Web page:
External email being routed to wrong recipients

I have had this happen 3 times today.  This is the first day it has happened...

I have had instances of external email addressed to specific internal users being sent to multiple users mailboxes.  For example, an email was sent from an outside source to our exchange server to user@ournetwork.com.  That email was then delivered to multiple peoples mailboxes in our internal network.  It's like the email was routed to many Distribution Lists instead of the specific user.  Everyone on our network did not receive it, just all people in various departments

Like I said, this has happened 3 times today from different external addresses to different internal email addresses.

Any ideas?
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daveyd123Asked:
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flyguybobConnect With a Mentor Commented:
When you open the message can you do a View...Options...and see the Internet message headers.

Using relaying, an authenticated user on your e-mail system could send you an e-mail from johnjackobjingleheimerschmidt@aol.com...and that address does not exist.  You would see, in the headers, that it did not come from AOL...but it would appear it was from AOL.

The other thing is that the Sober worm makes it into protected corporate e-mail systems occasionally by a user accessing their external e-mail.
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flyguybobCommented:
BCC field...
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flyguybobCommented:
Mailing list...
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flyguybobCommented:
spam...
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daveyd123Author Commented:
OK, tons of people just received another email.  The email was addressed to a non-existant mailbox on our network, yet people still got it.  The messages are the same but come from different sources...

One is:"Registration Confirmation

Account and Password Information are attached!

Visit: http://www.unr.edu"

And another is:  Your email was blocked

This is an automatically generated E-Mail Delivery Status Notification.

Mail-Header, Mail-Body and Error Description are attached


We have Exchange's Intelligent Message filtering implemented.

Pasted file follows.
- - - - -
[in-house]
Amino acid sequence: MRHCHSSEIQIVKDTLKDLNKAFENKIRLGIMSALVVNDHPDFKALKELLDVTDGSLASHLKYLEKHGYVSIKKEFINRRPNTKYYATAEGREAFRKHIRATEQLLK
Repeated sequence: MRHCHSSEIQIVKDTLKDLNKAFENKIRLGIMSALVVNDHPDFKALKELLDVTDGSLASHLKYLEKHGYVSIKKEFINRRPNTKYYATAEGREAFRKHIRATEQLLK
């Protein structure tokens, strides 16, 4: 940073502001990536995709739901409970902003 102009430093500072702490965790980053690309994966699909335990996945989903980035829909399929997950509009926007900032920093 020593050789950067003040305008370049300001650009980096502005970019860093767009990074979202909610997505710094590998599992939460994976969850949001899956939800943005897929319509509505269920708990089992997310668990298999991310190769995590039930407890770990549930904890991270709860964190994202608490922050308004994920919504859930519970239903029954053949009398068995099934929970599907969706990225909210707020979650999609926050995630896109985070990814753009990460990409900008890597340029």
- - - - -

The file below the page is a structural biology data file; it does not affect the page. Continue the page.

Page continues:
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flyguybobCommented:
It sounds like someone on your network (client PC) may have a virus, the Sober Worm.  These viruses do exactly what you are talking about.  Welcome to the life of being an e-mail administrator.
http://www.trendmicro.com/vinfo/virusencyclo/default5.asp?VName=WORM_SOBER.S

They can also bypass the IMF sometimes because they appear legitimate.

Are you familiar with the term BCC (Blind Carbon Copy, Backstab Carbon Copy) and what it does?  The virus application uses the BCC field to address a message to potentially hundreds of users, while only making it appear like it was to 1 user.

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daveyd123Author Commented:
We do have Virus Scan 8.0i installed on all workstations.  It does say its blocking Port 25 on the workstations.  If that were the case, how would a user send/receive emails?

On one of the email headers it says....  Received from: bhofngiv.edu 24.53.129.167 (RDNS failed) by our email server.com....from admin@unr.edu   To..a non-existant email address@our domiain.com


Would it be best to not let Authenicated users have the ability to relay?
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flyguybobCommented:
It looks like a virus coming from the outside, specifically, an Adelphia subscriber in PA.
http://ws.arin.net/cgi-bin/whois.pl?queryinput=!%20NET-24-52-0-0-1

What you have is a case of the worms trying to get in.  The attachments that are normally associated with the message are likely being quarantined, but the message is being allowed to pass.  Make sure the definitions for your Exchange server anti-spam application are updated.